Beauty is big business, and estheticians make their money keeping clients gorgeous. Estheticians provide skin treatments, hair removal and other processes that help men and women maintain their personal appearance and boost self-esteem. Work environment can vary from sterile to spa like, and plush resorts to home-based businesses. This flexibility gives estheticians the freedom to work almost anywhere they can find enough clients.
Career advancement is limited, but additional certifications in new technologies like laser hair removal and microdermabrasion can increase demand for your skills (and your salary!). With management training, you could also consider going into business for yourself. You will need training and a license, but jobs are growing much faster than average.
How much do estheticians make?
- Average of $13.81 per hour
- Around $37,000 average salary for full-time positions
Job Skills & Requirements
Education: Esthetician licensure and certification requirements vary from state to state, but if you live near a metropolitan area it's likely you can pursue certification a trade school near you.
Technical Skill: It's not just knowing how, it's knowing how and being really good at it. Estheticians perform complex beauty procedures on clients who are probably sensitive about their appearance (or they probably wouldn't be paying an esthetician in the first place!). You'll need extensive knowledge of skin types, potential allergies and other complications that may arise from treatments so that you can make expert recommendations for each client.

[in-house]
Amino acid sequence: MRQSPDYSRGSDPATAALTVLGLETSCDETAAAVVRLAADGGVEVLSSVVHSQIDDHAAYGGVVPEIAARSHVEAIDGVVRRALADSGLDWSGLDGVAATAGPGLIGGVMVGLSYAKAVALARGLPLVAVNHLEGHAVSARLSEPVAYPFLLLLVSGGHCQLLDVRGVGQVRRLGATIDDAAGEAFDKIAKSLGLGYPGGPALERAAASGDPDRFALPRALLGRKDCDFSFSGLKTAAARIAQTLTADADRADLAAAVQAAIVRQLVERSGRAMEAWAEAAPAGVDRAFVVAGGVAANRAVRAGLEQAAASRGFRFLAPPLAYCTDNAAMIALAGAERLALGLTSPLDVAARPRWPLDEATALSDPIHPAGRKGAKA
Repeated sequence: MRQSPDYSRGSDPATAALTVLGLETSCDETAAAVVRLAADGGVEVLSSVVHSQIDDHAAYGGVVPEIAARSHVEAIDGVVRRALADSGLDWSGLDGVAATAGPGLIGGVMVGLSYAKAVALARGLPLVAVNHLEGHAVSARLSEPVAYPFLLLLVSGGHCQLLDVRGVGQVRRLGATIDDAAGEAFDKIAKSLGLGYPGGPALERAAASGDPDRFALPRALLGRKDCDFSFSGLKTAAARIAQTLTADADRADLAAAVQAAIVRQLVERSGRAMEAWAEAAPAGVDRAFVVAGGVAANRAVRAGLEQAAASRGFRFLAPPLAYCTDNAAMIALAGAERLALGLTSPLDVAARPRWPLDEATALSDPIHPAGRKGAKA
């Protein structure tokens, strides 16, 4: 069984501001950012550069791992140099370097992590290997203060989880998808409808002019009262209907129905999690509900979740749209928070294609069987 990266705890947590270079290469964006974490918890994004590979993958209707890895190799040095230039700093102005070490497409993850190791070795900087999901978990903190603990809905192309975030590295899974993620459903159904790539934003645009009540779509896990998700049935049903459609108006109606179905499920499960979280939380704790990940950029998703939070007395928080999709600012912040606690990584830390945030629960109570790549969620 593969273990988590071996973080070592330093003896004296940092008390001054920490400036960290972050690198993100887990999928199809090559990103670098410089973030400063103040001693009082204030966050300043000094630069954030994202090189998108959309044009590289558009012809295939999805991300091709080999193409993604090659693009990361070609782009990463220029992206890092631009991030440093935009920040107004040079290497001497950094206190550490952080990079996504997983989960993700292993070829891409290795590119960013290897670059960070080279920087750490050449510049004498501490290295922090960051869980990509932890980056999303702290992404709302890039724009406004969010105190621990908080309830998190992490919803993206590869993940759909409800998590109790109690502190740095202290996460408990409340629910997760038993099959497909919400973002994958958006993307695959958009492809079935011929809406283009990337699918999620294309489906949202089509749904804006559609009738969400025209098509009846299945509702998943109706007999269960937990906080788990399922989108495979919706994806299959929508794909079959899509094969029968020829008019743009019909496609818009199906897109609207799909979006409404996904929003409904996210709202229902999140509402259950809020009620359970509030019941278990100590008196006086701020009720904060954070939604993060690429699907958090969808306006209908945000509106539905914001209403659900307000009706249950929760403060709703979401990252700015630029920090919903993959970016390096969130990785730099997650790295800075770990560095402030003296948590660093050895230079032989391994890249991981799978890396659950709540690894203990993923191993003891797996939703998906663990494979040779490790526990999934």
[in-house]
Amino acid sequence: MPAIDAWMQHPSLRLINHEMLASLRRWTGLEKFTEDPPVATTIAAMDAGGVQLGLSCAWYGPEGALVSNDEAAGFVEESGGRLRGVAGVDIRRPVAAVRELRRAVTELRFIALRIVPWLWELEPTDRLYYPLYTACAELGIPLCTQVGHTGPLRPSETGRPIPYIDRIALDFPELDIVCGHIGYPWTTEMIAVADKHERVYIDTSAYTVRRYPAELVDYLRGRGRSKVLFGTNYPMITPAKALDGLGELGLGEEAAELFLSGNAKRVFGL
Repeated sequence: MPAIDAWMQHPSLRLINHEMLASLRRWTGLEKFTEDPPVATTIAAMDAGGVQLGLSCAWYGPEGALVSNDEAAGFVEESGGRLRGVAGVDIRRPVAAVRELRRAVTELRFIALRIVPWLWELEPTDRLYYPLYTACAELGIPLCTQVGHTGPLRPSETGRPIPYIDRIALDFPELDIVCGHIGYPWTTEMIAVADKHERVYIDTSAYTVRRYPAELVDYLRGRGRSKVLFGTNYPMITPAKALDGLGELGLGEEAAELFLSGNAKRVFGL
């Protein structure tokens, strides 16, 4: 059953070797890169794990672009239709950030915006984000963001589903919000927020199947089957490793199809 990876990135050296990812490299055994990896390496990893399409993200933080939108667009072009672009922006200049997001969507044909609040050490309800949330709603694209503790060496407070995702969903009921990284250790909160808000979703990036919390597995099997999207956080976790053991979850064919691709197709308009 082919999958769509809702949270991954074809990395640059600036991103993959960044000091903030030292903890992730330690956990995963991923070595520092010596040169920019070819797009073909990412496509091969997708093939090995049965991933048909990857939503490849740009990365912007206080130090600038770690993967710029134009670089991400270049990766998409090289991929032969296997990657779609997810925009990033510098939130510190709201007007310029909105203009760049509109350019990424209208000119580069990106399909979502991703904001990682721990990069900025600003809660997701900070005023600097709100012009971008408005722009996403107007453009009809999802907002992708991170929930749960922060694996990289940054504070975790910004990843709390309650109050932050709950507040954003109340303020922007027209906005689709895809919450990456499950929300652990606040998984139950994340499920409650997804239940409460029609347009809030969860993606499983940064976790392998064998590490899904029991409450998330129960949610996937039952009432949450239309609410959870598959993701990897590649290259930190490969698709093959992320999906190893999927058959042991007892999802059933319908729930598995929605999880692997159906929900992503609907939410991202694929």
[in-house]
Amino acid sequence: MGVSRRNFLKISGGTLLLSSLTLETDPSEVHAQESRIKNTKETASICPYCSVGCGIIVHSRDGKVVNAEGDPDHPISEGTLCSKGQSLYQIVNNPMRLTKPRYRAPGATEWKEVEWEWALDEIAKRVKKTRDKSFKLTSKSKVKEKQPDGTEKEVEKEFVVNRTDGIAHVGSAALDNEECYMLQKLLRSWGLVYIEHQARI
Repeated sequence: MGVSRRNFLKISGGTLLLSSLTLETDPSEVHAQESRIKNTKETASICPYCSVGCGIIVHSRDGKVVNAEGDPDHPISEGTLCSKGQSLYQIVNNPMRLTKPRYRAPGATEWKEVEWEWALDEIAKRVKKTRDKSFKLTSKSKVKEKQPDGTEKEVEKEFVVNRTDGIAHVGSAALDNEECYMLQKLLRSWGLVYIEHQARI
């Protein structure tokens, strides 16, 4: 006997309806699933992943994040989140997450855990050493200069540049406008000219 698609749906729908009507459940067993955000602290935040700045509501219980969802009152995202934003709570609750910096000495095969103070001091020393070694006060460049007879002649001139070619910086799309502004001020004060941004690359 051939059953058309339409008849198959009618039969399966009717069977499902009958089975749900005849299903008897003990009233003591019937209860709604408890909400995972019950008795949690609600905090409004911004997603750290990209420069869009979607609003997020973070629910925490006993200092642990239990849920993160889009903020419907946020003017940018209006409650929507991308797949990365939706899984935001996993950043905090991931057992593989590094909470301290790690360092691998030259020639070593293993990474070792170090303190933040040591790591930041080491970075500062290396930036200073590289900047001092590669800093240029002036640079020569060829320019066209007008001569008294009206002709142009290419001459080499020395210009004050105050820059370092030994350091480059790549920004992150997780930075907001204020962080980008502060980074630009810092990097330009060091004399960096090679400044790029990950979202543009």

Empathy: Beauty professionals deal with all sorts of people: clients may be sensitive about their appearance, unable to express exactly the results they're looking for, demanding, nervous or all of these and more. You need to keep your cool and still perform like the knowledgeable professional you are!
Estheticians vary between part-time and full-time hours. Many work only nights and weekends when their clients are available; others at salons, spas or resorts with a steady clientele will work throughout the day. Flexible hours are common, so if you don't like the schedule at your entry-level esthetician gig, don't despair – there are plenty of chances to change hours when you change employers (especially if that new employer is you)!
Dress the Part
For your interview, wear a pant or skirt suit. Tastefully understated accessories, makeup and grooming are a good idea since knowledge of fashion and beauty is an asset for estheticians. For workdays, spas and clinics will probably have a dress code; often that just means black dress slacks and a nice shirt, but each employer will vary.
“What's the difference between an esthetician and a cosmetologist?”
That's a tricky one, because they do both deal with skin care. Cosmetologists are usually trained in nail, skin and hair care while estheticians focus completely on skin care technique. This often means that estheticians have a deeper knowledge of skin care treatments than cosmetologists, but curricula will vary from school to school and standards change from state to state, so do your homework before choosing the program for you - unless you really like skin care and have an extreme aversion to hair and nails. Then it's pretty safe to stick with esthetics.
- Salon Manager (Averages $36,000 annually)
- Always knowing the best way to shape your eyebrows
- Self-employment potential
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